Sign up now for 12 weekly sessions and we will build a framework for getting stronger, more relaxed and settled in our body and mind. With stability and ease comes strength, calmness, clarity, creativity and joy. Your practice will be progressive so you build on the skills as you master them. Think of yourself as the co-creator of your development as we work together to explore the possibilities.

With love and hope,

Lindsay Keefe

Private Yoga Downtown Toronto

From February 13-16, 2018 I will be teaching private sessions at The Coach House at 7 Admiral Road in the Annex. 

Schedule:

Tuesday (Feb 13): 11am – 3pm

Wednesday (Feb 14): 2pm – 7pm

Thursday (Feb 15): 11am – 3pm

Friday (Feb 16): 1pm – 6pm

Sign up now for a one hour introductory session and find out how rehabilitative yoga can change how you move, how you relate to your body, and unlock your healing potential for long-term sustainable results.

Aging Gracefully

Several years ago, overwhelmed by beauty industry standards of what beauty is and feeling dissatisfied with my own expectations for myself, I learned to let go.

A big part of the process for me was doing a detox that included switching to natural skin, hair and cleaning products. I found a teacher that I admired, who helped educate and encourage me.

I threw out all my chemical laden creams, toners, washes, scrubs and serums. I believe it is vital to educate yourself on the ingredients that go into the products you use for your own sake, your family’s and the environment’s.

There are so many natural, organic  products out there, that the shift is easier than ever. Think about it.  Skin is a major detoxification organ.  Why would we cover it up, inject it with poisons and soak it in chemicals that might seep into our bloodstream?

Eating healthy food gives our skin the nutrients it needs for a healthy glow and may even eliminate skin disorders like eczema and recurring rashes (If you’re reading this, you may want to speak with a naturopath about an elimination diet). If you eat clean and use natural skin and hair care products, you may find that your complexion clears up and your natural beauty shines through.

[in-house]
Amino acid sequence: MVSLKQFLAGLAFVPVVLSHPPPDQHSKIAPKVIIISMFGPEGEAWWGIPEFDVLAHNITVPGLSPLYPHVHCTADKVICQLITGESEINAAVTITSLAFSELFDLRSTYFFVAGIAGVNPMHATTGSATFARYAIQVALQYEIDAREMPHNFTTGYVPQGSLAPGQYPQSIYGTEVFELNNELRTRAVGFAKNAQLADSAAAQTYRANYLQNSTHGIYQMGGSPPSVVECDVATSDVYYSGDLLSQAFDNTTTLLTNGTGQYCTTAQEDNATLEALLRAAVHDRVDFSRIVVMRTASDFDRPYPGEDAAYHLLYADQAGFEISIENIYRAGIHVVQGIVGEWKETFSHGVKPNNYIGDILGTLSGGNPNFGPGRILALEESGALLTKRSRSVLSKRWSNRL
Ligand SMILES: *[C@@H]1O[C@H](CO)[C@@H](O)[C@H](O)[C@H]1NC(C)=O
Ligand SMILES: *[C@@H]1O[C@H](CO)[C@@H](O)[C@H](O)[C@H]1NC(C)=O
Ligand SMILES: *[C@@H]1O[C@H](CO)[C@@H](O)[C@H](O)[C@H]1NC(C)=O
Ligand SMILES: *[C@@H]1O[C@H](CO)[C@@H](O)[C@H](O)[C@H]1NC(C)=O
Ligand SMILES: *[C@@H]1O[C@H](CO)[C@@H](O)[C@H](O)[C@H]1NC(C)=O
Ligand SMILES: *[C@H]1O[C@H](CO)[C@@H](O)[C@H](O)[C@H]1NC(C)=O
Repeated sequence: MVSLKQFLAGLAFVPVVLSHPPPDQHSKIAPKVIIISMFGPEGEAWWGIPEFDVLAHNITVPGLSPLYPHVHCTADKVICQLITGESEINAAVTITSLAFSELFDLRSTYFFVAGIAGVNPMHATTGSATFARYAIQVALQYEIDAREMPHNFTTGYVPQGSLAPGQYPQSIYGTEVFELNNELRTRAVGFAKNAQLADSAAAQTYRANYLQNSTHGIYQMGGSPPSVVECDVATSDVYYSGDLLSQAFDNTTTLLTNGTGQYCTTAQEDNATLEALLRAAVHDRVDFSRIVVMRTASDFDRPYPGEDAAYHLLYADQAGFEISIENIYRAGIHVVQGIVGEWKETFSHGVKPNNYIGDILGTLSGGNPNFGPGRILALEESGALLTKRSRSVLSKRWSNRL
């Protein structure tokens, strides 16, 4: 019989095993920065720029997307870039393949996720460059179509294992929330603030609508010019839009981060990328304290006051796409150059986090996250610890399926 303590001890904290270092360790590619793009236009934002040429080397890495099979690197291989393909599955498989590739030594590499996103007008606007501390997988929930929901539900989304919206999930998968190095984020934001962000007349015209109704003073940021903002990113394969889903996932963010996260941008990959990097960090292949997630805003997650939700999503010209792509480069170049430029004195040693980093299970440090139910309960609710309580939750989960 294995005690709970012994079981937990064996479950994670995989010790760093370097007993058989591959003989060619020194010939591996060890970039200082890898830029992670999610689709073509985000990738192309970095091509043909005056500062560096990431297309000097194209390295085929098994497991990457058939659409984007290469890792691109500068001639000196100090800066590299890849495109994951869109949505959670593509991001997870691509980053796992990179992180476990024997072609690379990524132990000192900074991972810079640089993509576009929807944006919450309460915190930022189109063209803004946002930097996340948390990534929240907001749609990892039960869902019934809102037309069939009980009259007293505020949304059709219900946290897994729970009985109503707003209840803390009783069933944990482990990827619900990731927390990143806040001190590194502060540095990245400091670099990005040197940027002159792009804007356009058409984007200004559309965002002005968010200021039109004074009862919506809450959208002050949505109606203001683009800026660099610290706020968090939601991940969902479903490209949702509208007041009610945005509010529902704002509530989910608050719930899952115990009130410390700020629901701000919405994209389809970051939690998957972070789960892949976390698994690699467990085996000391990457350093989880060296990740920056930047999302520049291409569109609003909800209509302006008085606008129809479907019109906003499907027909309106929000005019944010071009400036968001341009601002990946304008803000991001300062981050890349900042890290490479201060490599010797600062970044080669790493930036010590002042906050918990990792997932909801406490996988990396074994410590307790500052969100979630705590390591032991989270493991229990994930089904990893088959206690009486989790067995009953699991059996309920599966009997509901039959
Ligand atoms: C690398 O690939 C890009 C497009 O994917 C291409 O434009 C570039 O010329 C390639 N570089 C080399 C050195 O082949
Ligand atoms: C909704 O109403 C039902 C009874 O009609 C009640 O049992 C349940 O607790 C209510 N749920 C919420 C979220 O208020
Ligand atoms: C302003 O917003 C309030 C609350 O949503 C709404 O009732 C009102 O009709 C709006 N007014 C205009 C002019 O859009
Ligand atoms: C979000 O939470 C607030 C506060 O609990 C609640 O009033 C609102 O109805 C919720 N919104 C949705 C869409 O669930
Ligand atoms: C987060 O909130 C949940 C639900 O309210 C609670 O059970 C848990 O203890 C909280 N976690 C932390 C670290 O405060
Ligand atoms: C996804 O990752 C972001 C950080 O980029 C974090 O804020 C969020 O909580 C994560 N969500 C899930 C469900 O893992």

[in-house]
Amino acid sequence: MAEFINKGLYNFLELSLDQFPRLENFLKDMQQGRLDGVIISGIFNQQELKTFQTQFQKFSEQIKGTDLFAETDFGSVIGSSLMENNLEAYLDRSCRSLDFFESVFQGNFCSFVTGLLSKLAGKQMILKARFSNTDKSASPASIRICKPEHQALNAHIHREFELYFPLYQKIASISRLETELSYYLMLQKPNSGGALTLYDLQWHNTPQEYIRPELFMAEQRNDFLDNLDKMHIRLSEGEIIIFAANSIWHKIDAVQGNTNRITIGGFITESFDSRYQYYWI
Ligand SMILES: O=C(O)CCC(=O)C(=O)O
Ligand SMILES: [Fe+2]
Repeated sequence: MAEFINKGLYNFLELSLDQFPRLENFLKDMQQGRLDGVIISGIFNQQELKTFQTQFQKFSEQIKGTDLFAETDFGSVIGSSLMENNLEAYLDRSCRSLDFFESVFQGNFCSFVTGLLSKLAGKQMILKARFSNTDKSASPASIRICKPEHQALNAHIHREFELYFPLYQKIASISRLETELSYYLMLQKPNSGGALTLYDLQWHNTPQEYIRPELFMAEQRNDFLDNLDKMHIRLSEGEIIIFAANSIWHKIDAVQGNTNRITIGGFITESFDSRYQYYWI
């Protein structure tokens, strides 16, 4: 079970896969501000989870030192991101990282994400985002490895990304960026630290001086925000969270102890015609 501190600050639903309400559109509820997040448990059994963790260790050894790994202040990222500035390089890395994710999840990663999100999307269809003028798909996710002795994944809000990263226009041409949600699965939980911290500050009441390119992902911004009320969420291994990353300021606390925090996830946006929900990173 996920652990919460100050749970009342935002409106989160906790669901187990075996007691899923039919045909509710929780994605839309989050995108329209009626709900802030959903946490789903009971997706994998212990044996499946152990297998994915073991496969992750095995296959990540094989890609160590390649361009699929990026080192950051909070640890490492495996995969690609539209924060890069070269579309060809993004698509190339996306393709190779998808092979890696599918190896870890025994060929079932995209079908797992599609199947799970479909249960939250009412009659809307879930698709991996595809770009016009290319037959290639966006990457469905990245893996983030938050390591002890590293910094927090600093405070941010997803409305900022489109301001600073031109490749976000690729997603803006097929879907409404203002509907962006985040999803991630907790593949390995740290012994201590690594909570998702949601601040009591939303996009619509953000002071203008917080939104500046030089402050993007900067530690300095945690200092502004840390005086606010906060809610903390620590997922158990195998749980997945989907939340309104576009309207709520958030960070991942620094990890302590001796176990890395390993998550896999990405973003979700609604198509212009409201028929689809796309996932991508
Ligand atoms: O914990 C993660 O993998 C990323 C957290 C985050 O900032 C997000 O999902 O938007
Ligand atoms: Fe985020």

In recent years, companies have had ad campaigns for natural beauty and allowing your inner beauty to shine through. I am excited that more and more people are starting to get on board and recognize true beauty for what it is – it is our health, our energy, our confidence, our intelligence, not just what we look like on the outside.

While it can be challenging to shift your perspective from one ideal to another, it is a practice like anything else. For me, yoga was my support system. I gradually began to wear less and less make up. Now only on special occasions–save for daily mascara–do I wear makeup. When I do, I feel unnatural and made up.

I am now comfortable in my own skin. I’m still coming to terms with the gray hairs that peak through and still cover up the odd blemish, but I feel lighter, naturally pretty and less concerned about what others might think.

Does this sound like a radical change? It is!

Aside from changing what you put on your skin and in your body, another holistic approach to beauty is cosmetic acupuncture. It is a natural, safe and effective way to improve complexion, reduce signs of aging, to look and feel younger. The process is free from chemicals and pain.

Cosmetic Facial Acupuncture works with your body’s innate wisdom to tighten pores, brighten eyes and improve complexion. Collagen production and muscle tone improve, fine lines are eliminated and deep wrinkles are diminished. Acupuncture also helps reduce bags and double chin, lifts drooping eyelids and helps to slow hair loss and graying.

Fine sterile needles are used in conjunction with facial massage and specialty cream to increase local blood circulation and improves metabolism.  You may find that the process helps reduce acne and scarring.

To complement cosmetic acupuncture, you may also want to try face yoga. Face yoga helps to exercise and tone neck and facial muscles. When you work the muscles of the face, suppleness and elasticity improve. It may stimulate collagen production and allow more oxygen to get to muscles. Face yoga also helps to reduce stress and tension so you feel and look rejuvenated and refreshed. It’s easy to practice for long lasting, sustainable results.

Traditional Chinese Medicine acupuncture practitioner Daniel Kanner and I are offering Aging Gracefully Cosmetic Acupuncture and Face Yoga packages at 25% off for the holidays. For package details visit my promotions page or www.acuhealth.ca and connect with Daniel for more details.

Yoga Rehab: Workshop for Back Pain

yoga rehab photoPain and discomfort doesn’t have to be a normal part of everyday life. Yoga Rehab is designed for yogis, those new to yoga and anyone who is curious. The aim is to help you live a more functional, effective and strain-free way that is unique to your goals. My principles of movement will help you get stronger and build more stamina, flexibility and balance without pain, strain or tension.

What can I expect in these workshops? You will learn simple (but not necessarily easy) movements that will help improve mobility and decrease pain. For yogis, you will discover a whole new perspective on movement and take your practice to the next level! There will be a focus on breath work, mindfulness and developing body awareness woven throughout the workshop. This is not a typical yoga class so yoga experience is not required.

When we move better, we feel better and we can enjoy life more.

My next 2 workshops are called Yoga Rehab and it will be held Saturday, September 30th and October 14th at McMaster Fitness 2-4pm. Cost is $45 + hst. Participants will receive a handout and free practice video.

Contact me to register or ask a question.